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A few metres south of the Brandenburg Gate you will find the Holocaust Monument, built in memory of the Jews murdered throughout Europe by the Nazis. The building’s extensions, solemnity and significance are sure to make an impression on you.
Inaugurated in May of 2005, this monument measures nineteen square kilometres in length and forms what looks like a wavy sea made up of 2,711 slightly inclined concrete stars of different height, the tallest of which measure four and a half metres.
It was not, however, built just to be gazed at, but to provoke thought and feelings. Visiting the site is an experience. Despite there being no fixed route to follow, you can walk through the narrow lanes between the columns. In reality this enables you to wander around this curious place in the direction you choose. The North American architect Peter Eisenmann, who designed the monument, attempted to create here a sense of desolation, loss and threat. In spite of using a Jewish cemetery as a point of reference, with irregular tombstones scattered untidily around, this site renounces all type of symbolism.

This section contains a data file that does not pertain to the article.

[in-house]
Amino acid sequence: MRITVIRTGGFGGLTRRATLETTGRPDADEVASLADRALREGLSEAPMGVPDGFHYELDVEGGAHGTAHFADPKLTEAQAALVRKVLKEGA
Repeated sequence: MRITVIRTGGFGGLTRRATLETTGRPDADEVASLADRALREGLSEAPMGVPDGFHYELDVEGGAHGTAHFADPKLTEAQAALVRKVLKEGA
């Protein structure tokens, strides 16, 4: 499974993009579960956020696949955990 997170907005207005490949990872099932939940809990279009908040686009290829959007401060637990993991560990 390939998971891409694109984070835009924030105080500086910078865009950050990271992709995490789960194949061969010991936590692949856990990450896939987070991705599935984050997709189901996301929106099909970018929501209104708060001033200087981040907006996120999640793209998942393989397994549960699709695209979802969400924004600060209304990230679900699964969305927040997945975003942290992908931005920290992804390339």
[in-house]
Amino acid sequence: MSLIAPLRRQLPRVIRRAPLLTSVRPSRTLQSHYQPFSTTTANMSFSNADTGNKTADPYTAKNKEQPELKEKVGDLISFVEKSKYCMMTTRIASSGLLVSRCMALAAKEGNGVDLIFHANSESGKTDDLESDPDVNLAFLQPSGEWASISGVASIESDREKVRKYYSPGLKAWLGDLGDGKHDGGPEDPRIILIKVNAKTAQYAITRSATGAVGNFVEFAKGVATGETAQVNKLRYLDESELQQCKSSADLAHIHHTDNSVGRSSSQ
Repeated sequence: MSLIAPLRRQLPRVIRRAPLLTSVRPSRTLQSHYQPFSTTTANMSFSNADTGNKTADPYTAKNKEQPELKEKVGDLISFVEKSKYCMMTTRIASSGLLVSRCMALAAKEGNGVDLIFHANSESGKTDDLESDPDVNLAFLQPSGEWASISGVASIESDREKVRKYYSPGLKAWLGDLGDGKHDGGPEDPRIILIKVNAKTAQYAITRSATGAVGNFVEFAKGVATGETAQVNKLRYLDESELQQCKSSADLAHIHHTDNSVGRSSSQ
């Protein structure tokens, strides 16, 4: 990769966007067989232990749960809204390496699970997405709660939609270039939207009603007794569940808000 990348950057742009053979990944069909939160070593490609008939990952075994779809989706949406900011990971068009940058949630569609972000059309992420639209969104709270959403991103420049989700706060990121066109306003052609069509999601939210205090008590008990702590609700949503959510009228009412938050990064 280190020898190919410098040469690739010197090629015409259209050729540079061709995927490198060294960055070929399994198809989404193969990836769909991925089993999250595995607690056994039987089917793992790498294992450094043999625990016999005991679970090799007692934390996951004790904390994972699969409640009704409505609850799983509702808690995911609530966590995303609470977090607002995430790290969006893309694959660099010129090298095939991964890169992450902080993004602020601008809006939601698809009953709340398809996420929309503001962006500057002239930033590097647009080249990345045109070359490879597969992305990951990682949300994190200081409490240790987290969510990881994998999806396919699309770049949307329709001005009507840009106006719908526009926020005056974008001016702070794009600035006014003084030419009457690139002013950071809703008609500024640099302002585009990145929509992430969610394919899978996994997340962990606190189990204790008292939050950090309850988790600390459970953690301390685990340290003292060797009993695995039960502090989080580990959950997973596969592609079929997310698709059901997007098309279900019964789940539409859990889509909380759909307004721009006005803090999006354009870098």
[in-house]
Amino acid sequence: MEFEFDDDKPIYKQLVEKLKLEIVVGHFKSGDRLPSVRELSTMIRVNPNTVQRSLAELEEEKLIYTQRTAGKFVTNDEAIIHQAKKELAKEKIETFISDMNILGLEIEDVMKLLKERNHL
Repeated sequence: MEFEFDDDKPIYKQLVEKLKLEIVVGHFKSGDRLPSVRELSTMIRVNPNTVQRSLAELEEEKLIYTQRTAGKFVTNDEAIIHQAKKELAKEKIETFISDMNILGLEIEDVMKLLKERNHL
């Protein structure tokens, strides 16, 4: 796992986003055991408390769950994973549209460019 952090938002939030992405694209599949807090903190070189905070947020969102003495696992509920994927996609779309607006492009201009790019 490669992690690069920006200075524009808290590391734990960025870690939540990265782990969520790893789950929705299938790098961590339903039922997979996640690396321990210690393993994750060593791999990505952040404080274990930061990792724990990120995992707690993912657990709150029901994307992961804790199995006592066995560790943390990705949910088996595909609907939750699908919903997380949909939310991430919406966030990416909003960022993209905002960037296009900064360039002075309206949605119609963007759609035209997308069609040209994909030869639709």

The architect struggled for six years to finish the work, and had to deal with various bureaucratic problems as well as the arguments of those opposed to its creation. Even though there had always been the need to build a monument to the Jews who died during the Second World War, this was a controversial project because it required a 27,6 million euro investment from the federal budget and due to its central location, as well as other factors.
In addition, the centre also houses a building which documents the horror of the Jewish Holocaust. Its halls display texts and images of Jewish persecution from between 1933 to 1945, as well as accounts from survivors. Without doubt, you will find one of these halls especially moving, this being the ´Hall of Names`, where you can hear a recording in both English and German of the names of Jews who were killed or who disappeared. The reading would go on for six years if the names of all the six million victims of the holocaust were read out.
It is possible that you will have to queue to enter the monument due to the high number of visitors it receives and the necessarily strict security measures. In addition, the contents inside mean that it is not recommended for those under 14 years of age.
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